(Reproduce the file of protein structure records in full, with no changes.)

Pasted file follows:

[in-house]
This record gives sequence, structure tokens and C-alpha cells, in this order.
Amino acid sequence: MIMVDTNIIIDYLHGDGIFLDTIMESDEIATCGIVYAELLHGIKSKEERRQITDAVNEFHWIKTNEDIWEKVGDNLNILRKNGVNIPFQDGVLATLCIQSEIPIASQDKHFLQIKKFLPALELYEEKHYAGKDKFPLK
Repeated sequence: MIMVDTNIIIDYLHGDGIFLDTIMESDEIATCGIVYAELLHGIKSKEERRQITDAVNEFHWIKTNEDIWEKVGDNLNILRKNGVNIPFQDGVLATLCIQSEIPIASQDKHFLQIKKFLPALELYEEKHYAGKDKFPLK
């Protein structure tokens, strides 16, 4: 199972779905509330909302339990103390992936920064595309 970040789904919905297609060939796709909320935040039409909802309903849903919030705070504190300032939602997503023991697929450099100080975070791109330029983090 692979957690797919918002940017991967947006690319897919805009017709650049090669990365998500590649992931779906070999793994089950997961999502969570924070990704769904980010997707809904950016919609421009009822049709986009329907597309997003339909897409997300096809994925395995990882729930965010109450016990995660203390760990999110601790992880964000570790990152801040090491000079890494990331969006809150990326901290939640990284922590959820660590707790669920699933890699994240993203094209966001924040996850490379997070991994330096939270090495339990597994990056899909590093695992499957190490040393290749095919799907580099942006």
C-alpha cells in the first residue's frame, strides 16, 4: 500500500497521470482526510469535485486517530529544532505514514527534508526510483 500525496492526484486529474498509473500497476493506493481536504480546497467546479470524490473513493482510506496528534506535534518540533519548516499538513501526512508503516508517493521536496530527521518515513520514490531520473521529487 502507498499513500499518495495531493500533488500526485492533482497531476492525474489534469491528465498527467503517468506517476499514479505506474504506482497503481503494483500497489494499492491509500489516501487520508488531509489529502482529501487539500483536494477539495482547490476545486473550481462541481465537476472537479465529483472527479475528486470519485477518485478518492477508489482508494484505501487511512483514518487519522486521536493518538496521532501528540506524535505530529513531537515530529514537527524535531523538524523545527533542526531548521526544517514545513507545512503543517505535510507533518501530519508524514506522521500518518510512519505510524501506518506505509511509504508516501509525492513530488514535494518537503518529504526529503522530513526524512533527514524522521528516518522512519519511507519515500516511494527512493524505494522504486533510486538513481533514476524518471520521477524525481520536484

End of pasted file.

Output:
[in-house]
This record gives sequence, structure tokens and C-alpha cells, in this order.
Amino acid sequence: MIMVDTNIIIDYLHGDGIFLDTIMESDEIATCGIVYAELLHGIKSKEERRQITDAVNEFHWIKTNEDIWEKVGDNLNILRKNGVNIPFQDGVLATLCIQSEIPIASQDKHFLQIKKFLPALELYEEKHYAGKDKFPLK
Repeated sequence: MIMVDTNIIIDYLHGDGIFLDTIMESDEIATCGIVYAELLHGIKSKEERRQITDAVNEFHWIKTNEDIWEKVGDNLNILRKNGVNIPFQDGVLATLCIQSEIPIASQDKHFLQIKKFLPALELYEEKHYAGKDKFPLK
């Protein structure tokens, strides 16, 4: 199972779905509330909302339990103390992936920064595309 970040789904919905297609060939796709909320935040039409909802309903849903919030705070504190300032939602997503023991697929450099100080975070791109330029983090 692979957690797919918002940017991967947006690319897919805009017709650049090669990365998500590649992931779906070999793994089950997961999502969570924070990704769904980010997707809904950016919609421009009822049709986009329907597309997003339909897409997300096809994925395995990882729930965010109450016990995660203390760990999110601790992880964000570790990152801040090491000079890494990331969006809150990326901290939640990284922590959820660590707790669920699933890699994240993203094209966001924040996850490379997070991994330096939270090495339990597994990056899909590093695992499957190490040393290749095919799907580099942006």
C-alpha cells in the first residue's frame, strides 16, 4: 500500500497521470482526510469535485486517530529544532505514514527534508526510483 500525496492526484486529474498509473500497476493506493481536504480546497467546479470524490473513493482510506496528534506535534518540533519548516499538513501526512508503516508517493521536496530527521518515513520514490531520473521529487 502507498499513500499518495495531493500533488500526485492533482497531476492525474489534469491528465498527467503517468506517476499514479505506474504506482497503481503494483500497489494499492491509500489516501487520508488531509489529502482529501487539500483536494477539495482547490476545486473550481462541481465537476472537479465529483472527479475528486470519485477518485478518492477508489482508494484505501487511512483514518487519522486521536493518538496521532501528540506524535505530529513531537515530529514537527524535531523538524523545527533542526531548521526544517514545513507545512503543517505535510507533518501530519508524514506522521500518518510512519505510524501506518506505509511509504508516501509525492513530488514535494518537503518529504526529503522530513526524512533527514524522521528516518522512519519511507519515500516511494527512493524505494522504486533510486538513481533514476524518471520521477524525481520536484